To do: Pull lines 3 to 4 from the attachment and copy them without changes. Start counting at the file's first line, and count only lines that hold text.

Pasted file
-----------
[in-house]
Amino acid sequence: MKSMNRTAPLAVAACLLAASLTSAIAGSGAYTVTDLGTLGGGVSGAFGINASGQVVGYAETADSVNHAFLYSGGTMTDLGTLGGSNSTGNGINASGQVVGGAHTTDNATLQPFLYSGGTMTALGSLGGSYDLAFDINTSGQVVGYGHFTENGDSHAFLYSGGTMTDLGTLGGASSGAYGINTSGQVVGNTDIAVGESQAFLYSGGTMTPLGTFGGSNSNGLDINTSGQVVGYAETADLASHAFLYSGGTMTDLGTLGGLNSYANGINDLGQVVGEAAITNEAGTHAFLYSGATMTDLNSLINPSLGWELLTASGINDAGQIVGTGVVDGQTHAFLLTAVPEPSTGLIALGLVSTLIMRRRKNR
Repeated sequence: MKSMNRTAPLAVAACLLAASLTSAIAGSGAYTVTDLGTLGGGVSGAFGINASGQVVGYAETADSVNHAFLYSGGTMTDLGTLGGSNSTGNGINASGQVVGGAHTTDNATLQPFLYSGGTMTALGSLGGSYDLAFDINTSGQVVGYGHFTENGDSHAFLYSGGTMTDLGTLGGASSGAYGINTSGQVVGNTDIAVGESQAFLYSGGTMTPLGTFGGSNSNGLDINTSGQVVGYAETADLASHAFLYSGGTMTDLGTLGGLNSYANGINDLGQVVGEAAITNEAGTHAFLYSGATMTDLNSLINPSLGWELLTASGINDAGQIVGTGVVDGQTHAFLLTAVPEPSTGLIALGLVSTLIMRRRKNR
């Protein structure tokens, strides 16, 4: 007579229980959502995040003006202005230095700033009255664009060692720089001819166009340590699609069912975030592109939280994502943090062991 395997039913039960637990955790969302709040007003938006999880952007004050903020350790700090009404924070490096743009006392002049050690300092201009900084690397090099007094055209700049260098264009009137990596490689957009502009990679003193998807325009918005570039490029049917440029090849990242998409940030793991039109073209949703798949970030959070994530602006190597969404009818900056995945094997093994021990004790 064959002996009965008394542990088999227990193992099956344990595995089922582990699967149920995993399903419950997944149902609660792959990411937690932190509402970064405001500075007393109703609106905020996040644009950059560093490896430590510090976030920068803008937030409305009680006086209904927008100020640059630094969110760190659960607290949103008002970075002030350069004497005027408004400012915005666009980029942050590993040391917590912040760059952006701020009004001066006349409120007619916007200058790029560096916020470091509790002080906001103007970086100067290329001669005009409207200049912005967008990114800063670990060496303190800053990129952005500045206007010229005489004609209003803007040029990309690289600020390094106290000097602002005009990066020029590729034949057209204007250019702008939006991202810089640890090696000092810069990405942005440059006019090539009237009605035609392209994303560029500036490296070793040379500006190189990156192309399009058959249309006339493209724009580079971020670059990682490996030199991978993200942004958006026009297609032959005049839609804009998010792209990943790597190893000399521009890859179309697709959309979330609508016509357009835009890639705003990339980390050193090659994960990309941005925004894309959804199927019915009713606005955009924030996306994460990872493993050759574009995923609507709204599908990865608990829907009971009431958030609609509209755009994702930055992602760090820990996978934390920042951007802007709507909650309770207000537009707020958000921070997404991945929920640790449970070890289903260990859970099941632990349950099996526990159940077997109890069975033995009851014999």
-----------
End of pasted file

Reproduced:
Repeated sequence: MKSMNRTAPLAVAACLLAASLTSAIAGSGAYTVTDLGTLGGGVSGAFGINASGQVVGYAETADSVNHAFLYSGGTMTDLGTLGGSNSTGNGINASGQVVGGAHTTDNATLQPFLYSGGTMTALGSLGGSYDLAFDINTSGQVVGYGHFTENGDSHAFLYSGGTMTDLGTLGGASSGAYGINTSGQVVGNTDIAVGESQAFLYSGGTMTPLGTFGGSNSNGLDINTSGQVVGYAETADLASHAFLYSGGTMTDLGTLGGLNSYANGINDLGQVVGEAAITNEAGTHAFLYSGATMTDLNSLINPSLGWELLTASGINDAGQIVGTGVVDGQTHAFLLTAVPEPSTGLIALGLVSTLIMRRRKNR
């Protein structure tokens, strides 16, 4: 007579229980959502995040003006202005230095700033009255664009060692720089001819166009340590699609069912975030592109939280994502943090062991 395997039913039960637990955790969302709040007003938006999880952007004050903020350790700090009404924070490096743009006392002049050690300092201009900084690397090099007094055209700049260098264009009137990596490689957009502009990679003193998807325009918005570039490029049917440029090849990242998409940030793991039109073209949703798949970030959070994530602006190597969404009818900056995945094997093994021990004790 064959002996009965008394542990088999227990193992099956344990595995089922582990699967149920995993399903419950997944149902609660792959990411937690932190509402970064405001500075007393109703609106905020996040644009950059560093490896430590510090976030920068803008937030409305009680006086209904927008100020640059630094969110760190659960607290949103008002970075002030350069004497005027408004400012915005666009980029942050590993040391917590912040760059952006701020009004001066006349409120007619916007200058790029560096916020470091509790002080906001103007970086100067290329001669005009409207200049912005967008990114800063670990060496303190800053990129952005500045206007010229005489004609209003803007040029990309690289600020390094106290000097602002005009990066020029590729034949057209204007250019702008939006991202810089640890090696000092810069990405942005440059006019090539009237009605035609392209994303560029500036490296070793040379500006190189990156192309399009058959249309006339493209724009580079971020670059990682490996030199991978993200942004958006026009297609032959005049839609804009998010792209990943790597190893000399521009890859179309697709959309979330609508016509357009835009890639705003990339980390050193090659994960990309941005925004894309959804199927019915009713606005955009924030996306994460990872493993050759574009995923609507709204599908990865608990829907009971009431958030609609509209755009994702930055992602760090820990996978934390920042951007802007709507909650309770207000537009707020958000921070997404991945929920640790449970070890289903260990859970099941632990349950099996526990159940077997109890069975033995009851014999």